What Will Marissa Do?: As New CEO Unveils Turnaround Plan Today, Can She Avoid Layoffs Later?
One of the looming — but, thus far unspoken — questions about the strategy that Yahoo CEO Marissa Mayer is set to unveil to the Silicon Valley Internet giant’s employees today at 10 am PT is just how many of them are going to be there to push forward the new turnaround plan she’s envisioning.
While it seems unlikely Mayer will mention this unhappy prospect in today’s all-hands meetings with staff, it’s an issue she will nonetheless eventually have to address.
But, despite promising today’s talk would be an “act of radical transparency,” I am guessing any employee-cutting plans Mayer has will remain decidedly opaque for now.
Still, it’s no secret that most analysts and Internet-savvy observers agree that Mayer must make significant cuts in staff in order to move forward, perhaps well beyond the ones that have been made by her predecessors.
And while every single recent Yahoo exec has done layoffs, usually of several thousand, many investors are watching to see if Mayer will make deeper and more company-changing ones.
“Yahoo probably needs to be cut in half,” said one person close to the company, who has told Mayer this. “But no one has had the guts or stomach to do it yet.”
According to Yahoo’s last quarterly report, it had 12,500 staffers, although that underestimates the number since there are also several thousand contractors that the company employs on top of that.
Many think that’s way too many, given the downward growth at Yahoo over recent years and the need to shed non-performing businesses.
One way that previous leaders, including ousted CEO Scott Thompson and interim CEO Ross Levinsohn, had considered cutting staff in a major way was to outsource its advertising tech and search businesses.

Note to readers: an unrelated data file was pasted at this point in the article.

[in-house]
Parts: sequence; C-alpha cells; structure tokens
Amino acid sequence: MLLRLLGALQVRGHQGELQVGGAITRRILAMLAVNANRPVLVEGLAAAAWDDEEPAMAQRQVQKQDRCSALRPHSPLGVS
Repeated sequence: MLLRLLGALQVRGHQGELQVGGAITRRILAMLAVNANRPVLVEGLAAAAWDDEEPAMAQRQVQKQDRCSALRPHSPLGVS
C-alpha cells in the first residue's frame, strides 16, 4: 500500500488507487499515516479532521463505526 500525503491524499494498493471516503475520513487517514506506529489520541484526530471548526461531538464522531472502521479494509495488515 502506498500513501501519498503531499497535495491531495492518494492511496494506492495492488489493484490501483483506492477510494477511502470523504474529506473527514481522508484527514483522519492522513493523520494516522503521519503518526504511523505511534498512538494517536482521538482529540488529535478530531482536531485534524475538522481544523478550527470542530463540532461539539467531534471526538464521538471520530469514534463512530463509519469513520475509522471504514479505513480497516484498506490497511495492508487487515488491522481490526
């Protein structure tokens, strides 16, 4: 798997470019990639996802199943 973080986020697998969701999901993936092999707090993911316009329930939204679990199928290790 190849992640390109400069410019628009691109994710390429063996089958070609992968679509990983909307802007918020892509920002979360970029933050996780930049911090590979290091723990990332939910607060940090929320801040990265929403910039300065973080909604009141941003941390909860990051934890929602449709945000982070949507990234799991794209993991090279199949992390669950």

But that does not seem to be Mayer’s plan — she’s indicated internally that she wants to invest in both, which will require more staff and lots of money.
Still, there are plenty of areas to aim at, including Yahoo’s outsized number of staffers in general and administrative areas, as well as a number of operating units that have little traction.
The strategy around how to right-size the company will fall to newly installed HR head Jackie Reses, who came to Yahoo with a background in private equity.
(I’ll be writing more about Reses and her unusual role at Yahoo soon — Mayer has also put her in charge of business and corporate development. But, suffice it to say, PE execs know a lot about cutting costs.)
As I said, I’d be surprised if Mayer sullies her presentation about the gleaming future of Yahoo today with the ugly realities of inevitable layoffs. But that does not mean that such choices will go away.
While we await Mayer’s plan to be handed down, let’s recap my recent series of posts on the future of Yahoo under Mayer, who has been on the job for two months now.
Here’s the highlights:
- Mayer is zeroing in on improving Yahoo’s search business and advertising platforms. Efforts include reworking Yahoo’s troubled search deal with Microsoft and possible ad tech acquisitions and also investments.
- Besides all the cultural changes she has made — free food! — Mayer is also, according to an internal memo I obtained, planning on holding the company to strict annual benchmarks of performance.
- She is also initiating a series of product changes, including a major redesign of the home page to make it more of a platform, as well as an email refresh. Mayer is also focusing in on 10 key verticals, such as the powerful Yahoo Finance, and is likely to address the importance of mobile for Yahoo.
- Lastly, she has sicced her top lawyer on leaks, even as she has instituted a policy of minimal interaction with the media. To be fair, there’s little to say about Yahoo right now, so it makes sense on some levels; on others, it’s hard to imagine the riveting story at a public company can avoid press scrutiny.
Whatev! Whatever Mayer does, we’ll do our best to get you even more deets of her strategic vision for Yahoo as it is unveiled.
(Photo courtesy of Yahoo’s Flickr.)